MATH 6/71052
Homework #7
Solutions
13.5 #3: If d and n are positive integers, then xd 1 | xn 1 if and only if d | n.
Proof. By the Division Algorithm, we have n = dq + r with 0
r < d, and so
xn 1 = xd
MATH 6/71052
Homework #8
Solutions
Notation: If k is a positive integer, denote by k a (complex) primitive k th root of unity.
13.5 #1: If m and n are relatively prime positive integers, then m n is a
MATH 6/71052
Homework #9
Solutions
General Observations (applicable to several problems and life in general):
Terminology: R C, so real numbers are complex numbers. A complex number that
is not real
MATH 6/71052
Homework #12
Solutions
14.6 #7: The Galois group of f (x) = x4 + 2x2 + x + 3 over Q is S4 .
Sketch of Proof. First note that f (x) is irreducible over Q. Indeed, the reduction of f (x)
mo
MATH 6/71052
Homework #11
Solutions
I. Let p be an odd prime, p a primitive pth root of unity, and K = Q(p ). If is any pth
1 if is primitive
root of unity, then TK ( ) =
Q
p 1 if is not primitive.
Pr
MATH 6/71052
Homework #10
Solutions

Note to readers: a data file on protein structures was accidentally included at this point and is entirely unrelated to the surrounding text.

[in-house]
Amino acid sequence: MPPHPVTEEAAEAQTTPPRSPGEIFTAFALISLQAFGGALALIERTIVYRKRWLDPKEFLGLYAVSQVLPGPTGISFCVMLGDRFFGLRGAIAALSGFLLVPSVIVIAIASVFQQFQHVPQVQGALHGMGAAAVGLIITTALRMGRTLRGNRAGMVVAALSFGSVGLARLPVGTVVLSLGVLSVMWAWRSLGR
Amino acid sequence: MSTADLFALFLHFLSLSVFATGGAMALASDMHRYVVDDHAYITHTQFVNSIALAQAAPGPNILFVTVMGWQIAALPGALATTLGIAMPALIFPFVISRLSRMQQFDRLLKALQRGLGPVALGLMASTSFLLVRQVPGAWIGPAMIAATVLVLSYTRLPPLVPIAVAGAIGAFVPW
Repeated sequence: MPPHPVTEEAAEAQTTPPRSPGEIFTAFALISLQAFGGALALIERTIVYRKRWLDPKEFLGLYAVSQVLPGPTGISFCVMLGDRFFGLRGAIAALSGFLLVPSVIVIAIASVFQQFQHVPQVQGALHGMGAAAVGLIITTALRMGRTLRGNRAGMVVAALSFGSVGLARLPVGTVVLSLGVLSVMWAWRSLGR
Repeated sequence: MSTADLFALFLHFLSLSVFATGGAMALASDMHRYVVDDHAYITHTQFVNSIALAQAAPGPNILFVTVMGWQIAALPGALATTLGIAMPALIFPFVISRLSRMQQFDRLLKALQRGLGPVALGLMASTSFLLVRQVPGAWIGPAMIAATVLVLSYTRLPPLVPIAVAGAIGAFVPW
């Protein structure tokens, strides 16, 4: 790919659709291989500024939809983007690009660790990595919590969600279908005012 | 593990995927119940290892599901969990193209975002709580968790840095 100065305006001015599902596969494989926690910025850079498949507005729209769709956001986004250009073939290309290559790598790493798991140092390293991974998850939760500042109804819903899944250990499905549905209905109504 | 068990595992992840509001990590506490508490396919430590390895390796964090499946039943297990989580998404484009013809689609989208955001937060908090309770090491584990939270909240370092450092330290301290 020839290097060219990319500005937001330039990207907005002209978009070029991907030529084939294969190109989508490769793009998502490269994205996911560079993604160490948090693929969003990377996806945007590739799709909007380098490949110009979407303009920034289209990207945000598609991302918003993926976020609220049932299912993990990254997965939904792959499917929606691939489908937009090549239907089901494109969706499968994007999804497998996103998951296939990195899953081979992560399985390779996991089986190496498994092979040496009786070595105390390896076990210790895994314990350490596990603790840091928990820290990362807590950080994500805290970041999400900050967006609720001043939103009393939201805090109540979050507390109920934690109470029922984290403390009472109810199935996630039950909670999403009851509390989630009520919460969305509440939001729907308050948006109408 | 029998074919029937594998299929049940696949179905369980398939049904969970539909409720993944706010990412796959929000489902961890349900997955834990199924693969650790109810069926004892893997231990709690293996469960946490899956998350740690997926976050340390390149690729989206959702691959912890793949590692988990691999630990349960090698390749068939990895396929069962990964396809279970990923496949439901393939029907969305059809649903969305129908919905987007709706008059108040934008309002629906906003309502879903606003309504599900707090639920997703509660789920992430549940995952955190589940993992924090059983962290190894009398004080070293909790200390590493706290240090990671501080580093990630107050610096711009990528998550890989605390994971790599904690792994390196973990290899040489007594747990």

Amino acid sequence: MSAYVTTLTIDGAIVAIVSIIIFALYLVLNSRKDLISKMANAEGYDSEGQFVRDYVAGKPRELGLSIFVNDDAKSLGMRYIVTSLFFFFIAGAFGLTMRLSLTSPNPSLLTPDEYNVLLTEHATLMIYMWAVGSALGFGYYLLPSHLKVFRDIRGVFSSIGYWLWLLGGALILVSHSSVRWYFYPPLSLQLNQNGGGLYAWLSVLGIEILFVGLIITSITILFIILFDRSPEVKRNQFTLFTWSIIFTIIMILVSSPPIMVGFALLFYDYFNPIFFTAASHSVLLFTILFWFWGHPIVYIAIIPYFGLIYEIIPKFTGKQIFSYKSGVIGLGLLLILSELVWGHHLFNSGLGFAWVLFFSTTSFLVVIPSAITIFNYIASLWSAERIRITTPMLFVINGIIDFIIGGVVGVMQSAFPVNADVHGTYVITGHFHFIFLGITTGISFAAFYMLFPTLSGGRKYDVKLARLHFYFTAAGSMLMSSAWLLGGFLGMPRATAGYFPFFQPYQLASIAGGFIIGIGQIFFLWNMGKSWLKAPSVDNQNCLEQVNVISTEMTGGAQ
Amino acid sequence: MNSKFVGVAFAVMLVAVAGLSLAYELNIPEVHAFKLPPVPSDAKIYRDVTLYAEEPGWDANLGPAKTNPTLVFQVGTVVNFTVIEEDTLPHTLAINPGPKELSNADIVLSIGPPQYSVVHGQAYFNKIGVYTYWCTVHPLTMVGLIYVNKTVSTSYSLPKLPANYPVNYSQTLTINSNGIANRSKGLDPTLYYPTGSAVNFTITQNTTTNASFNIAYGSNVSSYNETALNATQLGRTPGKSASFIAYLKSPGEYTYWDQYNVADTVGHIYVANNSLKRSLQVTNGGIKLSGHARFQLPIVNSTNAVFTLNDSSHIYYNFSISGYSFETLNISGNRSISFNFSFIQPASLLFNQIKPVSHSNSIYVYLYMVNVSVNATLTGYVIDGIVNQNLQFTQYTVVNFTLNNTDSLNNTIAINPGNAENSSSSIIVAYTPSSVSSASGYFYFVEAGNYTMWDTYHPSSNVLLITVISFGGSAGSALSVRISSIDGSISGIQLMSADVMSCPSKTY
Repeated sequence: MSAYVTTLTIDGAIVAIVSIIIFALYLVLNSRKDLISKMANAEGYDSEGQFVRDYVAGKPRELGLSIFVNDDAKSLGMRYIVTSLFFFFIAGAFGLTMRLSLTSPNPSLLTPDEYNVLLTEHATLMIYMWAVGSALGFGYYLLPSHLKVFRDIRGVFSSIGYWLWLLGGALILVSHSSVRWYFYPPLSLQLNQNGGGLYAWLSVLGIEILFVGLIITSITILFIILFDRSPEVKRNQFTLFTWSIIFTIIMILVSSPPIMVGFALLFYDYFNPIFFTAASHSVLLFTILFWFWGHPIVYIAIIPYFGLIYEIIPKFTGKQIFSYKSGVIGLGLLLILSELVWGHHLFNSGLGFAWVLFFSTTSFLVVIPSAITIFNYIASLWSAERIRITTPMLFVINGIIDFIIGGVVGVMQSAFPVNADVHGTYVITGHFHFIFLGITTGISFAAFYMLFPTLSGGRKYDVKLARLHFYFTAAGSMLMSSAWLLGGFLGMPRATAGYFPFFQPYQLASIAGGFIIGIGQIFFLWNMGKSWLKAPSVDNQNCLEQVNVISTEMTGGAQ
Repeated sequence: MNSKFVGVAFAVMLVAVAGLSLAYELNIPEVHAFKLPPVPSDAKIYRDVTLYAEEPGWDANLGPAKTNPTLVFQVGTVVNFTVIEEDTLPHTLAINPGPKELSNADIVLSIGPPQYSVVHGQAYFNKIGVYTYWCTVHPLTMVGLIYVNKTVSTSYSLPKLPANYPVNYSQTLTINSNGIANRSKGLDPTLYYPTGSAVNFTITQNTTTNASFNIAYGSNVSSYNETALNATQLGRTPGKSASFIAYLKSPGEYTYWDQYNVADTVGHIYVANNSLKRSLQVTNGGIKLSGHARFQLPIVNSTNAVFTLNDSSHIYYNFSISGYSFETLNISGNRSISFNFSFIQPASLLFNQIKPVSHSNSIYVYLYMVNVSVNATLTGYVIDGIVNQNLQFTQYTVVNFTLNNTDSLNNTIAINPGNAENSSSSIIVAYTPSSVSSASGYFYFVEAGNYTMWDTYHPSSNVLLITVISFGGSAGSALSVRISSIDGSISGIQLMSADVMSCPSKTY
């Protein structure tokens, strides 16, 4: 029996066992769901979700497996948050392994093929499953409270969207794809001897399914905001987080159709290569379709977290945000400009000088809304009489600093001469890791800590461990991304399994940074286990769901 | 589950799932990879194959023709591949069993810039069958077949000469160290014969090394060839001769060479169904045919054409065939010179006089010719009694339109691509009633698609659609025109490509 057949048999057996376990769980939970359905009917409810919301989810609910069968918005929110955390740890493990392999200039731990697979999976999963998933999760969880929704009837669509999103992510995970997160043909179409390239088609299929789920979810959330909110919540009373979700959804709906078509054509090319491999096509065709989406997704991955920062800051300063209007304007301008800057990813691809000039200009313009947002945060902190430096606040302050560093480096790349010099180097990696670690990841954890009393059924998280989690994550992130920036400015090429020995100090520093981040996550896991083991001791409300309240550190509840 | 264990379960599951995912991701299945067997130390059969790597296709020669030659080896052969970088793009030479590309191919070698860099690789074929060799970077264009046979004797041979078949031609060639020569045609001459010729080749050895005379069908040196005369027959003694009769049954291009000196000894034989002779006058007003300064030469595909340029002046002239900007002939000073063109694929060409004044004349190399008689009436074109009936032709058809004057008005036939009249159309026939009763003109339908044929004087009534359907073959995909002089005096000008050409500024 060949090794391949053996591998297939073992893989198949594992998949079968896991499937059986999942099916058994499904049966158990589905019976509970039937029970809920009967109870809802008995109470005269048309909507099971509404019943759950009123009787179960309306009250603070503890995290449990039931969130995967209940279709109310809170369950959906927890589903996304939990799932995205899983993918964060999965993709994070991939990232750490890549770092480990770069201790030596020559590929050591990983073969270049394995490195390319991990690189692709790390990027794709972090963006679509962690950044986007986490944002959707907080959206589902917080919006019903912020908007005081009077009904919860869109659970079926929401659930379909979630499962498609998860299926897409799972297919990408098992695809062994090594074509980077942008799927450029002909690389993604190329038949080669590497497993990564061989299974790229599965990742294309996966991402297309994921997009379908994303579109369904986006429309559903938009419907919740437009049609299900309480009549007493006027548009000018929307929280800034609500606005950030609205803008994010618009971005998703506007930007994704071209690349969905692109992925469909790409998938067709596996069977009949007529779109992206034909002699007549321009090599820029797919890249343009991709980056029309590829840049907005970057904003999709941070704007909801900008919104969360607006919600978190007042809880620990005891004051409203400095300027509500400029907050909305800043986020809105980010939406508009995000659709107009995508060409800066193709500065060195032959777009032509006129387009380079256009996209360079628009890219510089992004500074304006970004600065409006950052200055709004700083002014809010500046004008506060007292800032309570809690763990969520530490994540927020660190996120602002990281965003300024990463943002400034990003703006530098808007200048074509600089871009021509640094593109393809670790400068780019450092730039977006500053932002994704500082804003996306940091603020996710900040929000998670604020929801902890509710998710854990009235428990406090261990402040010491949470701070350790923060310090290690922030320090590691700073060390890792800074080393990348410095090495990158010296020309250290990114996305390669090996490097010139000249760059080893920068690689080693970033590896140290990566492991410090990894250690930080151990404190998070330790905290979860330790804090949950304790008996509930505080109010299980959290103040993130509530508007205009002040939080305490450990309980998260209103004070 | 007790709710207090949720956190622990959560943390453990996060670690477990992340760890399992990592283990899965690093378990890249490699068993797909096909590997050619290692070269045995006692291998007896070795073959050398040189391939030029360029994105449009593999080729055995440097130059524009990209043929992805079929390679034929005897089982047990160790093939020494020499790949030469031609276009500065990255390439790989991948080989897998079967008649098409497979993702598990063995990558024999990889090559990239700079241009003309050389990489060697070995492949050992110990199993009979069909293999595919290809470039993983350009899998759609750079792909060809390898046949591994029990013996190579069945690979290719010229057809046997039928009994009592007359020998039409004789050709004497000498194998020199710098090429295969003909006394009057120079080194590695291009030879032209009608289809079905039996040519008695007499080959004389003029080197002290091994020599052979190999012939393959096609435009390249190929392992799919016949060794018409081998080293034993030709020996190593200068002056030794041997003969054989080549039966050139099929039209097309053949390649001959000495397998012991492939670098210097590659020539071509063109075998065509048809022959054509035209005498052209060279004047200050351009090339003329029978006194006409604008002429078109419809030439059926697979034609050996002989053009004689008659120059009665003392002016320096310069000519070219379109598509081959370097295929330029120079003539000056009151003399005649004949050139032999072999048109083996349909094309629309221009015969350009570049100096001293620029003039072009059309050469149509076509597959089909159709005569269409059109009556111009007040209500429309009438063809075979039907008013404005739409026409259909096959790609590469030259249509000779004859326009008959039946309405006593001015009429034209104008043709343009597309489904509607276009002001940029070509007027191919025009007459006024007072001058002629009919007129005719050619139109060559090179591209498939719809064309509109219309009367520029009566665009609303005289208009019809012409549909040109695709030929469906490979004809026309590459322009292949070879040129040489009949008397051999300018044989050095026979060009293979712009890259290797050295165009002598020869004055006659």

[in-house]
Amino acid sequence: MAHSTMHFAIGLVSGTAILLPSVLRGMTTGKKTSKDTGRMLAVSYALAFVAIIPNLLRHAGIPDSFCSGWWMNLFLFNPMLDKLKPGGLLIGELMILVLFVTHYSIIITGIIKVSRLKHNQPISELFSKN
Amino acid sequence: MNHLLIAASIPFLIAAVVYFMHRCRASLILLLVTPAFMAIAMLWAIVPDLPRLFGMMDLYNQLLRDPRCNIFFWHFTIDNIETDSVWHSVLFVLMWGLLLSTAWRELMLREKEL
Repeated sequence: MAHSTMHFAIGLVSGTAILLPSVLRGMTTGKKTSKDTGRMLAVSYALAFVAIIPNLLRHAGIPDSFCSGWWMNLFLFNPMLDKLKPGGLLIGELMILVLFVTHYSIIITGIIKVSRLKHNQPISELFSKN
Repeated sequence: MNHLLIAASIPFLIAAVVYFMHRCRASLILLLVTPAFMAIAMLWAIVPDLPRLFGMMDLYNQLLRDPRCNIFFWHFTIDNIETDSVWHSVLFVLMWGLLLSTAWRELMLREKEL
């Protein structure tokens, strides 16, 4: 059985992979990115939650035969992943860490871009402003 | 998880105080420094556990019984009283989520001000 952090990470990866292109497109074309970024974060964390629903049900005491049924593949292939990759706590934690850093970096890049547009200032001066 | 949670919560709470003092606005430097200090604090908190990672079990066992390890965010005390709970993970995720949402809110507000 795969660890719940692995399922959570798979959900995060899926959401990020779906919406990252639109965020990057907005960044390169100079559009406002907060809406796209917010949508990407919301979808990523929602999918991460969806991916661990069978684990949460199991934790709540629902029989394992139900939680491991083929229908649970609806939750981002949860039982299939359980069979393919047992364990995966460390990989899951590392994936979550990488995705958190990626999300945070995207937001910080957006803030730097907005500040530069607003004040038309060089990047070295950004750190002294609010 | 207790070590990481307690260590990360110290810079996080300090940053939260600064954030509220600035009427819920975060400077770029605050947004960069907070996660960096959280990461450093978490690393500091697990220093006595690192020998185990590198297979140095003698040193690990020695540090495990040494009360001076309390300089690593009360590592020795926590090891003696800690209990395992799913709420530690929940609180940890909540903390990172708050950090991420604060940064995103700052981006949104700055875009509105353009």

14.5 #2: Let = 8 be a primitive 8th
root of unity. The subelds of Q( ) generated by
the periods of are Q, Q( 2), Q(i 2), and Q( ). The subeld Q(i) does not have a
p
MATH 6/71052
Homework #6
Solutions
1. An example of a chain 1
2
3
of algebraically closed elds.
Example. Let 1 = Q, the eld of algebraic numbers, which is the algebraic closure of Q in
C and hence is
MATH 6/71052
Homework #5
Selected Solutions and Notes
13.1 #4: The map a + b 2 a b 2 is an isomorphism of Q( 2) to itself.
Note on Proof. It is straightforward to
show directly that the map is a ring
MATH 6/71052
Homework #4
Selected Solutions and Notes
9.2 #1: If F is a eld and f (x) F [x] is of degree n 1, then for each g (x) F [x]/(f (x)
there is a unique polynomial g0 (x) F [x] of degree at mo
MATH 6/71052
Homework #3
Selected Solutions and Notes
8.2 #1: In a PID R, two ideals (a) and (b) are comaximal if and only if a and b are
relatively prime.
Note on Proof. We have shown that if d is a
MATH 6/71052
Homework #2
Selected Solutions and Notes
7.6 #1: Let R be a ring with 1 and e R a central idempotent of R (that is, e2 = e and
re = er for all r R). Then 1 e is also a central idempotent,
MATH 6/71052
Homework #1
Selected Solutions and Notes
The following results are useful for various approaches to Problem #IV and 7.4 #13. The
proofs are left as (highly recommended and straightforward